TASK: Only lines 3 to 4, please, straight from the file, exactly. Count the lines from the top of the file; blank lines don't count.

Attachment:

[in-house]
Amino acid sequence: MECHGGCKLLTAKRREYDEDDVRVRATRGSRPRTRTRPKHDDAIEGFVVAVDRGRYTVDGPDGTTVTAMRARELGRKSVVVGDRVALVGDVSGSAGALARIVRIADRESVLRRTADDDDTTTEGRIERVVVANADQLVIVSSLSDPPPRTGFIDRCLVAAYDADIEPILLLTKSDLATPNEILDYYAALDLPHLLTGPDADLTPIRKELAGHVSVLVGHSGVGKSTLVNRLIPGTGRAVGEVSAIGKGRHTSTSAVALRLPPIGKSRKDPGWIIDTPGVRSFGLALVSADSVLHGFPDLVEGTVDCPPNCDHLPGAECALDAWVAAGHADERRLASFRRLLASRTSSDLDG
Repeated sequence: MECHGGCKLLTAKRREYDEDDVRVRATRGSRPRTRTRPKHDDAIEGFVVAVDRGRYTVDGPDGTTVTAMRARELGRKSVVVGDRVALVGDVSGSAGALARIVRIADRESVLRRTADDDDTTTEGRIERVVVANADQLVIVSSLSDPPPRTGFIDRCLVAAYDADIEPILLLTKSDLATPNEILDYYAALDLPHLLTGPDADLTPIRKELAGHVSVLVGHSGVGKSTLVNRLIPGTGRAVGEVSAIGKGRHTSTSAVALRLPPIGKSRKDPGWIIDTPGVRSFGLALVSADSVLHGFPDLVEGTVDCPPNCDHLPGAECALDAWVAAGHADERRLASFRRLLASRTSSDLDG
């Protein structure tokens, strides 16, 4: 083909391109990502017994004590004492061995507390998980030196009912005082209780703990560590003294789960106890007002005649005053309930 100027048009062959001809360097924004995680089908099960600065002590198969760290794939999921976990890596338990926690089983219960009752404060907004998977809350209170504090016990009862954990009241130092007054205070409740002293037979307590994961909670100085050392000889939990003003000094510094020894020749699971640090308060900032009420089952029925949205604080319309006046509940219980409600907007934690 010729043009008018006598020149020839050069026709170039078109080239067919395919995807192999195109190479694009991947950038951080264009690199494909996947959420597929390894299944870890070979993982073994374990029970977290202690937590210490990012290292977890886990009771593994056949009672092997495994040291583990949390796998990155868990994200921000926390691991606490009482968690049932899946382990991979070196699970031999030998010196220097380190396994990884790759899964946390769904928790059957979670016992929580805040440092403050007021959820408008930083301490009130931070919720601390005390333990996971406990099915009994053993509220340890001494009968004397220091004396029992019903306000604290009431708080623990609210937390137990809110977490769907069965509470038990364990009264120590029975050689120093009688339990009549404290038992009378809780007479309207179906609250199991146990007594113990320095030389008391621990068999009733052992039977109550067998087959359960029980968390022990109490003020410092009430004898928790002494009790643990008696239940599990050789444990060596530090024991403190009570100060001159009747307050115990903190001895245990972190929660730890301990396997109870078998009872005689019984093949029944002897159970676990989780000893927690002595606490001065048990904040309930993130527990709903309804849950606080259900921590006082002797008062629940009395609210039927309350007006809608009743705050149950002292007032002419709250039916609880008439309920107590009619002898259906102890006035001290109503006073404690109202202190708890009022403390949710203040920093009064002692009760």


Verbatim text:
Repeated sequence: MECHGGCKLLTAKRREYDEDDVRVRATRGSRPRTRTRPKHDDAIEGFVVAVDRGRYTVDGPDGTTVTAMRARELGRKSVVVGDRVALVGDVSGSAGALARIVRIADRESVLRRTADDDDTTTEGRIERVVVANADQLVIVSSLSDPPPRTGFIDRCLVAAYDADIEPILLLTKSDLATPNEILDYYAALDLPHLLTGPDADLTPIRKELAGHVSVLVGHSGVGKSTLVNRLIPGTGRAVGEVSAIGKGRHTSTSAVALRLPPIGKSRKDPGWIIDTPGVRSFGLALVSADSVLHGFPDLVEGTVDCPPNCDHLPGAECALDAWVAAGHADERRLASFRRLLASRTSSDLDG
């Protein structure tokens, strides 16, 4: 083909391109990502017994004590004492061995507390998980030196009912005082209780703990560590003294789960106890007002005649005053309930 100027048009062959001809360097924004995680089908099960600065002590198969760290794939999921976990890596338990926690089983219960009752404060907004998977809350209170504090016990009862954990009241130092007054205070409740002293037979307590994961909670100085050392000889939990003003000094510094020894020749699971640090308060900032009420089952029925949205604080319309006046509940219980409600907007934690 010729043009008018006598020149020839050069026709170039078109080239067919395919995807192999195109190479694009991947950038951080264009690199494909996947959420597929390894299944870890070979993982073994374990029970977290202690937590210490990012290292977890886990009771593994056949009672092997495994040291583990949390796998990155868990994200921000926390691991606490009482968690049932899946382990991979070196699970031999030998010196220097380190396994990884790759899964946390769904928790059957979670016992929580805040440092403050007021959820408008930083301490009130931070919720601390005390333990996971406990099915009994053993509220340890001494009968004397220091004396029992019903306000604290009431708080623990609210937390137990809110977490769907069965509470038990364990009264120590029975050689120093009688339990009549404290038992009378809780007479309207179906609250199991146990007594113990320095030389008391621990068999009733052992039977109550067998087959359960029980968390022990109490003020410092009430004898928790002494009790643990008696239940599990050789444990060596530090024991403190009570100060001159009747307050115990903190001895245990972190929660730890301990396997109870078998009872005689019984093949029944002897159970676990989780000893927690002595606490001065048990904040309930993130527990709903309804849950606080259900921590006082002797008062629940009395609210039927309350007006809608009743705050149950002292007032002419709250039916609880008439309920107590009619002898259906102890006035001290109503006073404690109202202190708890009022403390949710203040920093009064002692009760």